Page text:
Vahe Gregorian

Danny Duffy flashes potential against Cardinals

Danny Duffy
Danny Duffy The Star

Ear-buds riveted in to the music of “Rebelution,” Danny Duffy was feeling “good vibes” as he sauntered into the visitor’s clubhouse Monday afternoon at Busch Stadium and scanned the room for his elusive locker.

“What number am I again?” he said, with that sly smile of his.

This mellow mind-set was an encouraging sign from the mercurial Duffy, whose intensity and introspection can be as much his undoing as his ally.

Take it from manager Ned Yost.

Asked before the game about Duffy’s frame of mind, Yost shrugged and said he figured Duffy was “alright” after struggling in his last two starts … including last time out with “dead-arm.”

“I mean, I can’t look into his brain,” he said.

And take it from Duffy, one of the most accessible, accountable and just plain real Royals.

“I’ve gotten into trouble thinking too much,” he said.

Even for a guy who in the last four years left the game for two months for personal reasons and has endured Tommy John surgery, this season has provided ample reasons for him to retreat into that space.

But time and again, in this case through a failed initial bid for the No. 5 job to being relegated to starting the season in Class AAA Omaha, Duffy’s resilience keeps resounding.

And his start against the Cardinals on Monday served as vivid testimony of his resolve and still-emerging potential.

After being pelted for 11 runs (10 earned) over his last two starts, Duffy gave up no runs, a lone hit and one walk while striking out five in six innings to pave the way for the Royals to beat the Cardinals 6-0.

“I thought he was fantastic,” said Yost, who afterward told Duffy he had pitched — not merely thrown — a great game. “He changed speeds, he kept the ball down. He was just right on top of his game tonight.”

This was important in itself, of course, in a season in which the Royals are supposed to be coming of age to make a playoff bid but are flashing only occasional flickers of offensive life.

Their margin for error is downright emaciated, and they’ve already squandered a few gifts along the way to being 27-30 now.

But Duffy also is a crucial variable in broader ways for the Royals, who believe he has the stuff of a No. 1 starter.

Although overshadowed by the ruckus over rookie Yordano Ventura this season, Duffy is just as vital to the grand scheme if this Royals regime is going to be able to put in place a cornerstone it hasn’t been able to install: home-grown starting pitching.

And there’s all the more of a premium on that with anchor starter James Shields likely gone after this season, with Ventura’s arm scare last week and the fact that prime prospect Kyle Zimmer may effectively miss all of 2014 with his various ailments.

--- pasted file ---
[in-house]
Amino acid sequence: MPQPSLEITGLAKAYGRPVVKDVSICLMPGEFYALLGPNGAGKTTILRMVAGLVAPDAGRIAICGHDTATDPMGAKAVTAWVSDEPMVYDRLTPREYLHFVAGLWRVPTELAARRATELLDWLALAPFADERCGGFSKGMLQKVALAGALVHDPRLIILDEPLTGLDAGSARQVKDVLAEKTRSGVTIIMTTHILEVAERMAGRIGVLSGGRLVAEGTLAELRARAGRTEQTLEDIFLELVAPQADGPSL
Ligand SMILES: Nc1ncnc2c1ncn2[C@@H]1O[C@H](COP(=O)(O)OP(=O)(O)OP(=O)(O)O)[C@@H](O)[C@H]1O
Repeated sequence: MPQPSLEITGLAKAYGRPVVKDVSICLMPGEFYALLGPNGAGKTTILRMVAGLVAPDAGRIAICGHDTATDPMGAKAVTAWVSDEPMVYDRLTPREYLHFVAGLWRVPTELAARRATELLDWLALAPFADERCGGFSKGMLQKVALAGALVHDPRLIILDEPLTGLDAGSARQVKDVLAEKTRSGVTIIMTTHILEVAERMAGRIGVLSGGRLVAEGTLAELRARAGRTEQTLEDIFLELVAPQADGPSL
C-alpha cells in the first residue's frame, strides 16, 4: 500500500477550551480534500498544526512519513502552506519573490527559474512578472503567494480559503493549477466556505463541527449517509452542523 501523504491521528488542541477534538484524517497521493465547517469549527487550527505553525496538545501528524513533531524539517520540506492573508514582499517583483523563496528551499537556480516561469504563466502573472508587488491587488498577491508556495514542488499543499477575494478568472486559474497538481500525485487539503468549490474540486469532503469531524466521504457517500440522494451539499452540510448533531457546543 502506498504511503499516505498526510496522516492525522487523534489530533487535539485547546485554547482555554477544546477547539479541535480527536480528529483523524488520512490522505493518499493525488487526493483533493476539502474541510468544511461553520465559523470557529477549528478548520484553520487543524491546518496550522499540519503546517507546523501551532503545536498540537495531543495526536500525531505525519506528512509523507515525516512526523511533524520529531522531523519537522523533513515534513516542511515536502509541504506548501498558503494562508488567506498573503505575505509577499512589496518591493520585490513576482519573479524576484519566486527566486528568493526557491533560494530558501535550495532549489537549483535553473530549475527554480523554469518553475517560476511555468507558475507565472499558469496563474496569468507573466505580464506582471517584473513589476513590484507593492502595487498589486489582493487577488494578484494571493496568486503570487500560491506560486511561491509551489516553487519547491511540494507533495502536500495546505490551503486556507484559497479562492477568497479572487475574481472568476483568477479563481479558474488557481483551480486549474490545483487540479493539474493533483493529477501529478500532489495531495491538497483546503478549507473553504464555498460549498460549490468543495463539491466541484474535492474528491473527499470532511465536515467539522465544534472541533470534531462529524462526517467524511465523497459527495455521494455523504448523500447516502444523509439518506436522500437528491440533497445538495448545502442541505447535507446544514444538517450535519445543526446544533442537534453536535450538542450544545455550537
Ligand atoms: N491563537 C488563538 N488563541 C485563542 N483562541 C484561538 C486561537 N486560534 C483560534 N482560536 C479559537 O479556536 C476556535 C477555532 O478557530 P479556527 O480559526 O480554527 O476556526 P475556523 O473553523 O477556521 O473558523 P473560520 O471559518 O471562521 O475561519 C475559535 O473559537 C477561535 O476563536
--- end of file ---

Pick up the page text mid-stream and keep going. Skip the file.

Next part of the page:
Moreover, Duffy in a sense epitomizes the Royals and their challenges: Suddenly 25 now, he’s hovering just steps away from meaningful, consistent breakthroughs but still prone to pitfalls.

So is he trending more towards being the pitcher who gave up just two runs in his first three starts of the season, including retiring the first 20 men he faced May 17 against Baltimore?

Or is he just as likely to be the guy who gave up six runs and seven hits and five walks in four innings against Houston last week?

The answer, of course, is both.

Which is to say … it’s a lot mental.

Consider, for instance, the fact that part of his dominance of Baltimore was fashioned by generally throttling back his fastball to the low 90s.

Consider that part of his issue against Houston was being constrained to throwing … in the low 90s.

The difference in the results, then, arguably was a matter of state of mind.

“You’ve got to learn to be able to pitch with what you’ve got on any given day,” Yost said.

Yost, who formerly coached with the Atlanta Braves, harkened to the likes of Tom Glavine, Greg Maddux and John Smoltz early in their careers.

“There were days where they came out and didn’t have (anything), and they navigated through it,” he said. “The first time you’re going through it, you think you’ve got to power through it, and that doesn’t work. You have to work within it, in the confines of it.”

Duffy took another step in that direction on Monday, when he said he still didn’t “have as much behind the ball as I normally do.”

Even so, even without peeking at the radar results, he could tell his fastball was consistently in the mid-90s because of the way it was “running” and “had life on it.”

He also is continuing to take other meaningful steps simply with his demeanor, which used to be a dead giveaway of his frustrations and maybe even agitated them further.

Now, he’s learning that even when a pitch doesn’t go where he meant it to that it helps to act otherwise, take a deep breath and think about what’s in front of him.

“It’s a game that keeps going on whether you go with it or not,” he said. “I just have to remember that there’s always the next pitch.”

And remember he doesn’t have to think so much.

“I was hit or miss with my mind a lot …,” he said. “I’m starting to learn that my stuff will get a lot of people out.”